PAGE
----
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“He wanted to tell her about his work, his achievements, but also his failures -to confess his sins, and to be forgiven. Here, at the very end of his life, he had so much to say and yet so little strength to say it.”

Spoiler Alert: I was not a fan of this book. This will be a quick review…

To the folks who are saying this is a “read alike” for Station Eleven, you are sorely mistaken. There is no comparison here. The only similarity is that both books are set in a world ending scenario. That’s where the similarities end. This was a disappointing read. Both lead characters weren’t particularly like-able, especially womanizing, egotistical Auggie. His character arc does not end with redemption although the authors goal I believe was to have it appear that way. Both main characters have major “Mommy issues” and their connection to each other was fairly obvious early on. This is a skipper for sure.

Because I don’t like to end on a bad note, I would like to compliment the author on a gorgeous book cover! The night sky is dazzling on the front.

Augustine, a brilliant, aging astronomer, is consumed by the stars. For years he has lived in remote outposts, studying the sky for evidence of how the universe began. At his latest posting, in a research center in the Arctic, news of a catastrophic event arrives. The scientists are forced to evacuate, but Augustine stubbornly refuses to abandon his work. Shortly after the others have gone, Augustine discovers a mysterious child, Iris, and realizes that the airwaves have gone silent. They are alone.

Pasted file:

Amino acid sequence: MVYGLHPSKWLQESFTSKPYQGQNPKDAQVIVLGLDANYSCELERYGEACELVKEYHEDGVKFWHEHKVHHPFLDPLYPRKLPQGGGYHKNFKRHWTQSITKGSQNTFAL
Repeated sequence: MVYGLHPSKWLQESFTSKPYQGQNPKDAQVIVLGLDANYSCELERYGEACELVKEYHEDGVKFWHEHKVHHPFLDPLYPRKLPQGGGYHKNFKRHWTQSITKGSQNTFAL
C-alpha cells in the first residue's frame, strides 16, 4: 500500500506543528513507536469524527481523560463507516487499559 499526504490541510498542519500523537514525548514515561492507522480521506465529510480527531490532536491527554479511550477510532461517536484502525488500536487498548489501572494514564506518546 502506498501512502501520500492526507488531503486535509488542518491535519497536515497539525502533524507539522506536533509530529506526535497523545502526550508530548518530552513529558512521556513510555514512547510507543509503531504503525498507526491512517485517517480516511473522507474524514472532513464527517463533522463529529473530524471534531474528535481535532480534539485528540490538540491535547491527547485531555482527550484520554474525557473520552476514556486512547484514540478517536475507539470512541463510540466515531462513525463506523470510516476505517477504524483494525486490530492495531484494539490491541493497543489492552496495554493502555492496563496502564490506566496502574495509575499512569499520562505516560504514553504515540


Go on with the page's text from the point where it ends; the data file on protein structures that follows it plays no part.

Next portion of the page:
At the same time, Mission Specialist Sullivan is aboard the Aether on its return flight from Jupiter. The astronauts are the first human beings to delve this deep into space, and Sully has made peace with the sacrifices required of her: a daughter left behind, a marriage ended. So far the journey has been a success. But when Mission Control falls inexplicably silent, Sully and her crewmates are forced to wonder if they will ever get home.

As Augustine and Sully each face an uncertain future against forbidding yet beautiful landscapes, their stories gradually intertwine in a profound and unexpected conclusion. In crystalline prose, Good Morning, Midnight poses the most important questions: What endures at the end of the world? How do we make sense of our lives? Lily Brooks-Dalton’s captivating debut is a meditation on the power of love and the bravery of the human heart.

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